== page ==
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Hybrid Fabrication of Flexible Munitions Circuitry Integrating Printed Electronics and COTS Components
Keywords: flexible, munitions, printed
The US Department of Defense is heavily investing in flexible hybrid electronics. The technologies being developed and advanced will revolutionize military applications and create a new paradigm of technologies previously unachievable with current technologies and techniques. Printed Electronics integrated with COTS systems for hybrid circuitry promise massive benefits and advantages over traditional processing and manufacturing. Design, development and integration of military and industrial materials and techniques are being developed for use in a variety of military applications. Recent technological advances in materials and manufacturing techniques allow US Army to develop flexible and agile weapons manufacturing processes to provide multiple benefits to the Army and DOD. The enhanced capabilities and multi-functionality these emerging technologies provide are being expanded upon and utilized by US Army ARDEC to develop munitions sub-systems to support our Warfighters. The ability to “print” designs that currently cannot be manufactured while removing component integration and geometry barriers is resulting in new enhanced functionality and allowing the DOD to revolutionize the organic industrial base. These advances will optimize existing systems, develop new systems, and allow the DOD to maintain their decisive edge. The design, fabrication, and testing of flexible hybrid circuitry using inkjet and micro-pump technologies integrated with COTS components to develop munitions sub-systems for military applications will be discussed. Several techniques and processes were used to develop flexible electrical components that meet Army objective and performance specifications. The paper will described the process utilized by ARDEC scientists and their partners to design, fabricate, test, and integrate flexible hybrid circuitry for munition applications. The processes describe will show the progression of these enabling technologies and increase the sub-systems Technology Readiness Level (TRL) as well as Manufacturing Readiness Level (MRL) to provide solutions that address Warfighter capability gaps.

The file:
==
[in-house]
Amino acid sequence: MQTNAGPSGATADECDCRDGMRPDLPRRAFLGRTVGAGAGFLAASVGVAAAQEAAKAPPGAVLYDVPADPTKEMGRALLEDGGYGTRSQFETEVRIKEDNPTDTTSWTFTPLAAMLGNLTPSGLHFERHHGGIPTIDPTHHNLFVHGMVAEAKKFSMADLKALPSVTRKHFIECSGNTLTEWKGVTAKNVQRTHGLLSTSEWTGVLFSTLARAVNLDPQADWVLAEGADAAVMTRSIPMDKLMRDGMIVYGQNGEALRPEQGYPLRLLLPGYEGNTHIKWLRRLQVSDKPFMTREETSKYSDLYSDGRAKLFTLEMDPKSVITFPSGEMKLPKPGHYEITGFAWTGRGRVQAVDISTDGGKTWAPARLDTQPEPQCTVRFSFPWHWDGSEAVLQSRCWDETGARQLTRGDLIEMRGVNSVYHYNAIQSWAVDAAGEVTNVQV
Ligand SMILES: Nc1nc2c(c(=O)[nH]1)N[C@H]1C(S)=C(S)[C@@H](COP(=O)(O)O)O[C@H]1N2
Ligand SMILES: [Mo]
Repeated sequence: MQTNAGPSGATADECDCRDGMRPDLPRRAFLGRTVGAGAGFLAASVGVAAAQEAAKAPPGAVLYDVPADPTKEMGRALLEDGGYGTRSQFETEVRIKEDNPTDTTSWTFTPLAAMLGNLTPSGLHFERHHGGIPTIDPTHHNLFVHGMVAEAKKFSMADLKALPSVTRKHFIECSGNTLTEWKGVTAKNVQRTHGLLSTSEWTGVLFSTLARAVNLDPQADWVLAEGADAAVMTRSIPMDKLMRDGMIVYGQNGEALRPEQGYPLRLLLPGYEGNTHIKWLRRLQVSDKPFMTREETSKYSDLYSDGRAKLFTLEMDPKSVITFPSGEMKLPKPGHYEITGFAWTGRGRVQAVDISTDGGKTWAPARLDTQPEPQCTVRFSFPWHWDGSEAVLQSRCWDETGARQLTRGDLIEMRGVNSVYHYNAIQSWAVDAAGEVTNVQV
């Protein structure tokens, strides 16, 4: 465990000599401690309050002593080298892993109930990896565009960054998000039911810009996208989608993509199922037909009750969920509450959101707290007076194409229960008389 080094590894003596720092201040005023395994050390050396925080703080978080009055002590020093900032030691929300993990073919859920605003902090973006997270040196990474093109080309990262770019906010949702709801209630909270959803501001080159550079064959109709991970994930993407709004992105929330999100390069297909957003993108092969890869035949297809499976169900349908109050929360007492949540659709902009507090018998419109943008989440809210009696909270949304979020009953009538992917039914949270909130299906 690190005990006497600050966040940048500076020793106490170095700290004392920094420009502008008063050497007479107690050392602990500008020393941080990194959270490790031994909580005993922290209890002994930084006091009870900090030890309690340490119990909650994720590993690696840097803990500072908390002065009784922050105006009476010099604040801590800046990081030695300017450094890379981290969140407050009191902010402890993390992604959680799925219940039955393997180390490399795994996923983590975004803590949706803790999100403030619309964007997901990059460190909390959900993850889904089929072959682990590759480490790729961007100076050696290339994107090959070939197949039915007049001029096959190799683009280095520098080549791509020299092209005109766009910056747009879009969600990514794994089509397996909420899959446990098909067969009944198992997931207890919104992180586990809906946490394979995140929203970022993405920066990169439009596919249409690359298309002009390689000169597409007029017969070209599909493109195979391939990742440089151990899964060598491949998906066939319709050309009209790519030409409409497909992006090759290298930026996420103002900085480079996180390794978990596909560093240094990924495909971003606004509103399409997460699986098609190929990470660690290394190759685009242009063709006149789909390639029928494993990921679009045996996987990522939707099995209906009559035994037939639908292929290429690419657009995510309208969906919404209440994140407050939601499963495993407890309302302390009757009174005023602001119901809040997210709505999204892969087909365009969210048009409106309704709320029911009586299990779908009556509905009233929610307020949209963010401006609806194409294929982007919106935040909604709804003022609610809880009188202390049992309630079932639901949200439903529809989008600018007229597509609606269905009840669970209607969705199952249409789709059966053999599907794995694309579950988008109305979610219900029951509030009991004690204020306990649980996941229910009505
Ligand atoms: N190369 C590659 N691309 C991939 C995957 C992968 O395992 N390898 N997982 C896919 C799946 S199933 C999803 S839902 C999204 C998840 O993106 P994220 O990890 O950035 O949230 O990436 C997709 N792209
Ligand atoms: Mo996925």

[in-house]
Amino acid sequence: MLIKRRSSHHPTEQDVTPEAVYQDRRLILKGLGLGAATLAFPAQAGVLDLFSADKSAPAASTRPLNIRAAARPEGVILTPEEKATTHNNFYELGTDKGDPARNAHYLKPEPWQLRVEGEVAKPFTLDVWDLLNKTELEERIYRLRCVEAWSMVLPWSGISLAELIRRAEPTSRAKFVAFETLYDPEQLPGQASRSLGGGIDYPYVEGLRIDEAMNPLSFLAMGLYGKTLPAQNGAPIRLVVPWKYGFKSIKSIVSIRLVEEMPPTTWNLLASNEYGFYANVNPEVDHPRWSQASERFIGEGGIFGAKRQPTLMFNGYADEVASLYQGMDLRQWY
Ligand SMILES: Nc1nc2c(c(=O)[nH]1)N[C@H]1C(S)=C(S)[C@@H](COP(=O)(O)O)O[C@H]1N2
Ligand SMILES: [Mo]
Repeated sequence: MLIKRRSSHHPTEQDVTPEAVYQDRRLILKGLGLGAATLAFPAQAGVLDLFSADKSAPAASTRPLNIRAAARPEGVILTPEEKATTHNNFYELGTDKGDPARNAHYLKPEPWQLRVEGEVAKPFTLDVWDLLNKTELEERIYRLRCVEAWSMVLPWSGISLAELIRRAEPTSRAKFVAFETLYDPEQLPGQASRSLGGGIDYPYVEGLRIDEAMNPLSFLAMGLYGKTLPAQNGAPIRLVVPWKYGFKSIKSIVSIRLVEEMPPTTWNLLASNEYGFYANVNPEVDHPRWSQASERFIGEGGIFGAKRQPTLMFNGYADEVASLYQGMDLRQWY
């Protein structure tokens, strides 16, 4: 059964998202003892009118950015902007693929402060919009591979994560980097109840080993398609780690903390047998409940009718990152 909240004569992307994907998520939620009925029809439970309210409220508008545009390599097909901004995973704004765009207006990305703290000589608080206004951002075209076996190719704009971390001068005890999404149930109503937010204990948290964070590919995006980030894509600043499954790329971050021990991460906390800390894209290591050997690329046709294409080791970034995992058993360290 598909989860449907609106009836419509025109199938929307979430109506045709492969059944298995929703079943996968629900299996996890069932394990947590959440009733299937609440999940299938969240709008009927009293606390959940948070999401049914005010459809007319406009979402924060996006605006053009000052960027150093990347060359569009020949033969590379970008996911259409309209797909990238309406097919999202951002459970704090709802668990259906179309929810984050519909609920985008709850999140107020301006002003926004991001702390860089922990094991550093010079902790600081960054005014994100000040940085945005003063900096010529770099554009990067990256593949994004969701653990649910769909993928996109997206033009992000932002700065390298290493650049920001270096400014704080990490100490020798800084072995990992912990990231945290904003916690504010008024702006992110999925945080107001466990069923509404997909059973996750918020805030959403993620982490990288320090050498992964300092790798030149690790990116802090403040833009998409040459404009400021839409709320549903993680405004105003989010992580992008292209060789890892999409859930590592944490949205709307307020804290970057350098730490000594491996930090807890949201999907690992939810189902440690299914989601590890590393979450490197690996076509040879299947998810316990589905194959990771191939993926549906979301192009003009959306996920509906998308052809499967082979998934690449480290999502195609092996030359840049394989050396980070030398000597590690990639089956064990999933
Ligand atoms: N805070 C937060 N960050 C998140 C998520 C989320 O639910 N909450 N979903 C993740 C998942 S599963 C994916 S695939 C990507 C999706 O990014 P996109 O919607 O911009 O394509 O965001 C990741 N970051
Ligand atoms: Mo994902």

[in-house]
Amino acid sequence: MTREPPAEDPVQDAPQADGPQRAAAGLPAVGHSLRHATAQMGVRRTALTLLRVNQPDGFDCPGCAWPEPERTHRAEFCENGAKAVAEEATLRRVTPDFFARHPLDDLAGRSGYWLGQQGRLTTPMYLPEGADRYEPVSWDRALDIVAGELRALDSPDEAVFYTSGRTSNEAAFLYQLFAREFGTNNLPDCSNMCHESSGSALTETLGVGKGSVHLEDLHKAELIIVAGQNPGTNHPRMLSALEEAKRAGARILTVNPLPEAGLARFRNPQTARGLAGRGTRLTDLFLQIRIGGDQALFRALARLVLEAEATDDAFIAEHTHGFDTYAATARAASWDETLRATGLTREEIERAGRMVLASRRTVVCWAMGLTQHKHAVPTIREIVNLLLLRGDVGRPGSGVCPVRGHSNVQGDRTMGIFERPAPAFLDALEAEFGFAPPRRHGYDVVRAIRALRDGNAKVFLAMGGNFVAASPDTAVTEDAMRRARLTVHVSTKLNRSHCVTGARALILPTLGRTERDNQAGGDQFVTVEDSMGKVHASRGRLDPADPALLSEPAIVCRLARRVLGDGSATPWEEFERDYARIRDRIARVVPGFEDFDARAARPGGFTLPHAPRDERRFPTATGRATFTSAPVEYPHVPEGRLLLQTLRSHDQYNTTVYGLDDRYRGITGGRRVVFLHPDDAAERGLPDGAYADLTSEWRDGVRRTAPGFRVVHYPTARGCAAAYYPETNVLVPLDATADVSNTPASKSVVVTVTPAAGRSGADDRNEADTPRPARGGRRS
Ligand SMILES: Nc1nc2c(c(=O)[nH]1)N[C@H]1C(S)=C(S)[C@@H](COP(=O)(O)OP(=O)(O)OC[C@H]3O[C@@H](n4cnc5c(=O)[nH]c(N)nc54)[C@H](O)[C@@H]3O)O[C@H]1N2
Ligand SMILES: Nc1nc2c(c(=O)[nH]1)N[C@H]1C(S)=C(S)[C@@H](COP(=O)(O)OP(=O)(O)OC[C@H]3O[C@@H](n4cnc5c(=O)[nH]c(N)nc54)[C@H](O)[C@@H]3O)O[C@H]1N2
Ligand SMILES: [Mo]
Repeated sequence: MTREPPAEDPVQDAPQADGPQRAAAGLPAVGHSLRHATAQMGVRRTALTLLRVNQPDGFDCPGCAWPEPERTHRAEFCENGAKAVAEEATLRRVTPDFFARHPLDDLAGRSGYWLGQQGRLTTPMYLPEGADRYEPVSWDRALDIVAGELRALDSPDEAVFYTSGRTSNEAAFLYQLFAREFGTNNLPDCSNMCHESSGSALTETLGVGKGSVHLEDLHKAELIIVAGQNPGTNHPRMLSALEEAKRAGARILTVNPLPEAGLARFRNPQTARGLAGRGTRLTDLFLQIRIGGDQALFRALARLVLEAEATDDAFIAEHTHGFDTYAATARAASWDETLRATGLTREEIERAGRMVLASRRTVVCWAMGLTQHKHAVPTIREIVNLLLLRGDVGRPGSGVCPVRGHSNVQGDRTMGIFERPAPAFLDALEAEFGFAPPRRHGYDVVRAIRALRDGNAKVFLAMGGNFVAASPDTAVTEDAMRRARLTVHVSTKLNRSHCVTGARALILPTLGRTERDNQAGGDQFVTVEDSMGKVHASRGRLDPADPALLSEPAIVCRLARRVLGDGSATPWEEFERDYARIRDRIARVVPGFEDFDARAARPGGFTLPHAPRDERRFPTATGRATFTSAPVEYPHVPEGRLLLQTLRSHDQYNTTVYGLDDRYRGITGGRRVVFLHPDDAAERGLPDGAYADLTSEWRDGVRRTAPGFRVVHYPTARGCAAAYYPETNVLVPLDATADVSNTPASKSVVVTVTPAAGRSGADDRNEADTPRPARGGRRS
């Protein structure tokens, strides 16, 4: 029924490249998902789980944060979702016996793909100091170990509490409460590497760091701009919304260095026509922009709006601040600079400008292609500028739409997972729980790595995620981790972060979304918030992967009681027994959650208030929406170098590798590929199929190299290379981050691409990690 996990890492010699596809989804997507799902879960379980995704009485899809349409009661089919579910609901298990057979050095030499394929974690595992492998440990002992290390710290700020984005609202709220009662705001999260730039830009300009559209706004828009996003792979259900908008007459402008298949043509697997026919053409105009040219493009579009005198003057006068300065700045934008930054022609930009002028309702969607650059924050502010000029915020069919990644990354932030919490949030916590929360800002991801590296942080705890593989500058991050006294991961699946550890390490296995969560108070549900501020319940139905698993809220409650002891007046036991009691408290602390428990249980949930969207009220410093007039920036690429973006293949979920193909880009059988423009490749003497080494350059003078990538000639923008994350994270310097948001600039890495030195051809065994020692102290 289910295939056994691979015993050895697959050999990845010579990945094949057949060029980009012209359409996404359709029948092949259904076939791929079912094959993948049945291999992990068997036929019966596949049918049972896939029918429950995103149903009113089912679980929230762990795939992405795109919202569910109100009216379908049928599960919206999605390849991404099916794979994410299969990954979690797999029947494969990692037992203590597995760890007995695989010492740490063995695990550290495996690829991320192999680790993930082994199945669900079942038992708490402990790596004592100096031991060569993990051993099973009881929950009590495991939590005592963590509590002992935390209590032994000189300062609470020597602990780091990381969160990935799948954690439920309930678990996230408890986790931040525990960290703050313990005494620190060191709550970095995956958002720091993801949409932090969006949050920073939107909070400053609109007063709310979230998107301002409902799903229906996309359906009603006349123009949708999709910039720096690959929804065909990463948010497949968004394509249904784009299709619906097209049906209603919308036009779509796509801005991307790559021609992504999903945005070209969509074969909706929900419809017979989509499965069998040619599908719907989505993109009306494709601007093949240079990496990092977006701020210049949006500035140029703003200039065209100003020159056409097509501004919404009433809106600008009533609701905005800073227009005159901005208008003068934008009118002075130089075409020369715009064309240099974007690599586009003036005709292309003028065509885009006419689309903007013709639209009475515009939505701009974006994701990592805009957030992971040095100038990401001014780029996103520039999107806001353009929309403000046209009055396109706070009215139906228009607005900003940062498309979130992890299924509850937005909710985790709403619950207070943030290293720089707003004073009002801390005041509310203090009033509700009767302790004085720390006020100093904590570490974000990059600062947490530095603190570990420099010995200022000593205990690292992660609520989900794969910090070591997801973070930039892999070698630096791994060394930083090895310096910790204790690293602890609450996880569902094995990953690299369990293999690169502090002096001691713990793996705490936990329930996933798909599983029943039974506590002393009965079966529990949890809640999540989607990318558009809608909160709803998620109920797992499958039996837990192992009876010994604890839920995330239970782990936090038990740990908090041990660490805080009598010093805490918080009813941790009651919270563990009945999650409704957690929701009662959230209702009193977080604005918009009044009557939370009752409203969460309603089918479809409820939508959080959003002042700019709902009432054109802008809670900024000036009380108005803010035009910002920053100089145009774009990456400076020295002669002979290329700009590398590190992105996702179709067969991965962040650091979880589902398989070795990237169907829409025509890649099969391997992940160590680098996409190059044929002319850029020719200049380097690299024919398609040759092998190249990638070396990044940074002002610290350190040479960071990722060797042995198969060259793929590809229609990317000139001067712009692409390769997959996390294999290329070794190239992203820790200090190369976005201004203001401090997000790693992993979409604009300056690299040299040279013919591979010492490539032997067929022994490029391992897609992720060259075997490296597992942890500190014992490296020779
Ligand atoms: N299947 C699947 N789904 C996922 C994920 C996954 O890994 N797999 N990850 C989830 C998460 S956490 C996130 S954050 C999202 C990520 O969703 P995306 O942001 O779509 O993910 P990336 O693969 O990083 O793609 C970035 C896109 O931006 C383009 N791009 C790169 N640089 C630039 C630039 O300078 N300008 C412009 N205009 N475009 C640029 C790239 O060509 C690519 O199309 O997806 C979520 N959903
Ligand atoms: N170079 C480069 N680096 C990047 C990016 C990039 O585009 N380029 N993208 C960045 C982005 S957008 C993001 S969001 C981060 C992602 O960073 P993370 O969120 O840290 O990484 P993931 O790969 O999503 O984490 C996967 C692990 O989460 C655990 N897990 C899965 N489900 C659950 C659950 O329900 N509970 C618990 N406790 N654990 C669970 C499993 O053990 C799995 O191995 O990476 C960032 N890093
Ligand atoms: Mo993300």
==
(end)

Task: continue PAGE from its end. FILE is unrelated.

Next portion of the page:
J.L. Zunino III, Materials Engineer
Picatinny Arsenal, NJ

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